The piano-heavy tune evokes everything, drinking alone in a bar in the rain, thinking about what's missing and what you've missed. And after all of that beautiful bittersweet reminiscing, what do you learn? That's Holly's inconsolable because she can't get as high as she got on that first night. Is she talking about drugs (probably) or the ineffible (optimistically)? It's sad either way.

We get a slow crescendo starting with the album's title -- the phrase "boys and girls in America" repeated in a half-whisper -- that builds into a guitar boomlet and lyrics that allude to an ealier song on the album -- "don't bother with the guys with the hot soft eyes" -- and then the refrain "when they kiss they spit white noise." And those white-noise kisses contrast with the Twin Cities kisses from the first track, "Stuck Between Stations," where they "sound like clicks and hisses."

The lyrical self-references continue in the next track, "The Party Pit," which to my ears is a straight-out party song. The last time we were in the party pit, it was in "Separation Sunday's" song "Banging Camp," where we saw Holly shaking but still trying to shake it. It's the story about a lost girlfriend that the narrator met at the party pit. They "sailed away on such separate trips, and she got pimped out at the party pit" once the narrator was away at college.

In an e-mail, our occasional guest-blogger and commentator Crunk Raconteur indicated that he thought this was an extremely dark song. I don't hear it that way. I think that "pimped" is used in the colloquial sense, not a literal one. She thinks that all those things she did were just momentum from the party pit; our two main characters are speculating while they walk into a euphoria-inducing "brand new Minneapolis."

These aren't exactly good times, but like so much in this band's body of lyrics, they're times when the best and worst naturally coexist. The narrator is "pretty sure we kissed," but then he's left with no option but to "walk around and drink some more."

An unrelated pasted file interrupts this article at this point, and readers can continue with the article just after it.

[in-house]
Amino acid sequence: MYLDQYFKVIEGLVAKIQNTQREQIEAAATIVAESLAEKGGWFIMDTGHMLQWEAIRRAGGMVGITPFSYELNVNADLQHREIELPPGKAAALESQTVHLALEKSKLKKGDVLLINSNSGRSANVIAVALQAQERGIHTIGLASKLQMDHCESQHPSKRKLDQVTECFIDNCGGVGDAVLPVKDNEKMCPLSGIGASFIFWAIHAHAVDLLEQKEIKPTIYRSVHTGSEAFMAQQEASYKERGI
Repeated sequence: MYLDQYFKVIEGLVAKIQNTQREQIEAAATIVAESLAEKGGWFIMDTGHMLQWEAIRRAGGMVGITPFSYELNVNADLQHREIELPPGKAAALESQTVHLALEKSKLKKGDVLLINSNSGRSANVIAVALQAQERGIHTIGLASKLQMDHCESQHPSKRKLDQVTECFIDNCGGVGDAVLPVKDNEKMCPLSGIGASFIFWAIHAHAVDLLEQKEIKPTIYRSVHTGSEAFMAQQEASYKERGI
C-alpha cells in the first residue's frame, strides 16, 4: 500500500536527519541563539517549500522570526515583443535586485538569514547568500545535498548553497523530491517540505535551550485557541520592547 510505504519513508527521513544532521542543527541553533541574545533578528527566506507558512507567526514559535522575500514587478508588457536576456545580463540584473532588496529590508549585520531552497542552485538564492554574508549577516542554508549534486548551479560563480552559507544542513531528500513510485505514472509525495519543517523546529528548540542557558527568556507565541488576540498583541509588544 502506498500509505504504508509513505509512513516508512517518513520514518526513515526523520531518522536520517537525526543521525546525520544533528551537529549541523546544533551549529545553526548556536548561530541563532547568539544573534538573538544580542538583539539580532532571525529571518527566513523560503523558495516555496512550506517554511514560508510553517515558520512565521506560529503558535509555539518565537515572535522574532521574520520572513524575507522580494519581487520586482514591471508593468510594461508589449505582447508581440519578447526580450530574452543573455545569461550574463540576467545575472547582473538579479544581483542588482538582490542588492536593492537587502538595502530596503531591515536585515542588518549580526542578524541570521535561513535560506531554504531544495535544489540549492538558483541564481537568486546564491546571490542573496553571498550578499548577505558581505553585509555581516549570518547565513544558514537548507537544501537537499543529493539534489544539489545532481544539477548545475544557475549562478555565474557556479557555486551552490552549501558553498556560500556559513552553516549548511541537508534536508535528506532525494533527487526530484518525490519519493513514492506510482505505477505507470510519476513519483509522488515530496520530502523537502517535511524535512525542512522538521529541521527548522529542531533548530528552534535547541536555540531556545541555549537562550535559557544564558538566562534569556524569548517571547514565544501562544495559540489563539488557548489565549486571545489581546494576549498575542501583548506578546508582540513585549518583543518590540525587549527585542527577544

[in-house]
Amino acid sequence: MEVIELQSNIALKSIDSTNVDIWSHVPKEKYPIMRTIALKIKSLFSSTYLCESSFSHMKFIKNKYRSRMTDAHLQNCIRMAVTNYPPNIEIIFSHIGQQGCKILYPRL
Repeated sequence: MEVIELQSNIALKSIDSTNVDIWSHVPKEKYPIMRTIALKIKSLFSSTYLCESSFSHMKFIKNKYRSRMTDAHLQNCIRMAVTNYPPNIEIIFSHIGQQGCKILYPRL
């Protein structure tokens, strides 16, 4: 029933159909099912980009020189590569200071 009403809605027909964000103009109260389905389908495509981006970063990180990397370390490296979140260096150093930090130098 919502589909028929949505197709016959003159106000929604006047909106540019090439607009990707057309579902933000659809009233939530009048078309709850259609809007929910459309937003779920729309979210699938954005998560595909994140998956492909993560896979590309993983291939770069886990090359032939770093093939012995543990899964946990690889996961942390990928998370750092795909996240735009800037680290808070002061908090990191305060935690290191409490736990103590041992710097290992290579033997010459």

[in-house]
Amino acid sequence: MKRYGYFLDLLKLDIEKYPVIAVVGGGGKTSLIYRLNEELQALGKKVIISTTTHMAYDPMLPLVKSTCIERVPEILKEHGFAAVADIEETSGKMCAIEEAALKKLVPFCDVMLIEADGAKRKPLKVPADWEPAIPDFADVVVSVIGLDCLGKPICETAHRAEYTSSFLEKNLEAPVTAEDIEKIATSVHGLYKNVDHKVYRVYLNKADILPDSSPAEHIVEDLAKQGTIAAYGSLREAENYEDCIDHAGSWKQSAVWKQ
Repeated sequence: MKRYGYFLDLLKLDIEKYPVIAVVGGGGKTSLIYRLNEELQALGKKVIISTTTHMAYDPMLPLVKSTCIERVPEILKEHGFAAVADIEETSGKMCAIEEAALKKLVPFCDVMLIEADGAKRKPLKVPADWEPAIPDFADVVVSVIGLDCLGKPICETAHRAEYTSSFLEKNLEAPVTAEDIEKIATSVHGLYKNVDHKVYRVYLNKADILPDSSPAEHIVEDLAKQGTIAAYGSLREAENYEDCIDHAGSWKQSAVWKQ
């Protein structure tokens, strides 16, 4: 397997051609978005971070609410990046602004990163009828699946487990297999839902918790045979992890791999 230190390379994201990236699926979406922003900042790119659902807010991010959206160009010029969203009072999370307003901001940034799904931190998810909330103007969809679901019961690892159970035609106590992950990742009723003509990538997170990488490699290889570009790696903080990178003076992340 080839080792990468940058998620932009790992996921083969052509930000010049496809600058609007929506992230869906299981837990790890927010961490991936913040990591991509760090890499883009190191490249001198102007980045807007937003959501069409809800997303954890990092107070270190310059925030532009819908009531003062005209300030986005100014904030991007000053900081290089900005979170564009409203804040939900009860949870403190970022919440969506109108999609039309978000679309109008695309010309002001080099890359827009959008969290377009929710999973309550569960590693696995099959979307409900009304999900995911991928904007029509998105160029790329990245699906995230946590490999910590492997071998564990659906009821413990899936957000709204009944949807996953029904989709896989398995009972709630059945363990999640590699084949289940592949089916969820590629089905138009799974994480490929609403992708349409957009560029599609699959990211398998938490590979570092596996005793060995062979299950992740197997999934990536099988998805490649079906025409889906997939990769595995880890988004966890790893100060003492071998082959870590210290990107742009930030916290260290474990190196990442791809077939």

More ambiguous is the next song, "You Can Make Him Like You." The Sunday Times just ran an interesting article on this band that varied between the insightful and the vacuous, but one of the mysteries of it was a description of this song as "uncharacteristically heavy-handed."

The song is not heavy-handed. I'm not sure what exactly it is -- whether it's a bitter ex-boyfriend declaiming the recklessness of an ex-girlfriend, whether it's an oddly encouraging song about a spoiled girl who waltzes through whatever she likes, whether it's a depressed girl trying to encourage herself. It's a song packed with memorable lines: "You don't have to know inspiring people, let your boyfriend know inspiring people. You can hang out in the kitchen, talk about the stars and the upcoming sequel. ... You don't have to go to the right kind of schools, let your boyfriend come from the right kind of schools. You can wear his old sweatshirt and cover yourself like a bruise."

I don't know what exactly Craig Finn is trying to say, but with great specificity it conjures up all kinds of names, faces, incidents and disruptions from high school. Some of those girls turned out to have great lives and some did not, but we definitely knew them.

Mutual crowd-band love on display Sunday night at Irving Plaza,
rogo2000's photostream.

This three-song stretch is particularly strong, but scattered elsewhere on the album are some other small triumphs.